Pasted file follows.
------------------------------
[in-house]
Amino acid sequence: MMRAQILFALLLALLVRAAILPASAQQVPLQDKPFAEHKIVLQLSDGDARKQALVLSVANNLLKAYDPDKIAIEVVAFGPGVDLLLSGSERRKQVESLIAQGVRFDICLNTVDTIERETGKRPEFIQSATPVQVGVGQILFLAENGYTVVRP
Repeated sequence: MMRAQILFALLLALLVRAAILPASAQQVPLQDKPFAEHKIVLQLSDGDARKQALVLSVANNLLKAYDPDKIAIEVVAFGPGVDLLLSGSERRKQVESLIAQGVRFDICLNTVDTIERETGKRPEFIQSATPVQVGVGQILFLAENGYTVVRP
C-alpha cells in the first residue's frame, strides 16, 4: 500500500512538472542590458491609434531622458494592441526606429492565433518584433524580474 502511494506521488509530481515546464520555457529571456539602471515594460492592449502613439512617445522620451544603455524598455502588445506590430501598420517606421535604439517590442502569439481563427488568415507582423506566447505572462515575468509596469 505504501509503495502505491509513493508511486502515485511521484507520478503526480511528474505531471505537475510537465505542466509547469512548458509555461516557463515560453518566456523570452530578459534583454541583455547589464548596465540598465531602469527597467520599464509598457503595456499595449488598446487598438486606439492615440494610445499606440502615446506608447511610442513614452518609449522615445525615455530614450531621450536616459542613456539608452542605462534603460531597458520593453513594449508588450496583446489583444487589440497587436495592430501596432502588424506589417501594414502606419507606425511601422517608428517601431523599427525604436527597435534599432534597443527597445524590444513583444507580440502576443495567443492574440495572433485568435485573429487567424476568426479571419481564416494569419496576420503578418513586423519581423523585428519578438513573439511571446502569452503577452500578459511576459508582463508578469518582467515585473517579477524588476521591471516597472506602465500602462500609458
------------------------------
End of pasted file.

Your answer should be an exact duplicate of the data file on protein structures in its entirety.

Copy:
[in-house]
Amino acid sequence: MMRAQILFALLLALLVRAAILPASAQQVPLQDKPFAEHKIVLQLSDGDARKQALVLSVANNLLKAYDPDKIAIEVVAFGPGVDLLLSGSERRKQVESLIAQGVRFDICLNTVDTIERETGKRPEFIQSATPVQVGVGQILFLAENGYTVVRP
Repeated sequence: MMRAQILFALLLALLVRAAILPASAQQVPLQDKPFAEHKIVLQLSDGDARKQALVLSVANNLLKAYDPDKIAIEVVAFGPGVDLLLSGSERRKQVESLIAQGVRFDICLNTVDTIERETGKRPEFIQSATPVQVGVGQILFLAENGYTVVRP
C-alpha cells in the first residue's frame, strides 16, 4: 500500500512538472542590458491609434531622458494592441526606429492565433518584433524580474 502511494506521488509530481515546464520555457529571456539602471515594460492592449502613439512617445522620451544603455524598455502588445506590430501598420517606421535604439517590442502569439481563427488568415507582423506566447505572462515575468509596469 505504501509503495502505491509513493508511486502515485511521484507520478503526480511528474505531471505537475510537465505542466509547469512548458509555461516557463515560453518566456523570452530578459534583454541583455547589464548596465540598465531602469527597467520599464509598457503595456499595449488598446487598438486606439492615440494610445499606440502615446506608447511610442513614452518609449522615445525615455530614450531621450536616459542613456539608452542605462534603460531597458520593453513594449508588450496583446489583444487589440497587436495592430501596432502588424506589417501594414502606419507606425511601422517608428517601431523599427525604436527597435534599432534597443527597445524590444513583444507580440502576443495567443492574440495572433485568435485573429487567424476568426479571419481564416494569419496576420503578418513586423519581423523585428519578438513573439511571446502569452503577452500578459511576459508582463508578469518582467515585473517579477524588476521591471516597472506602465500602462500609458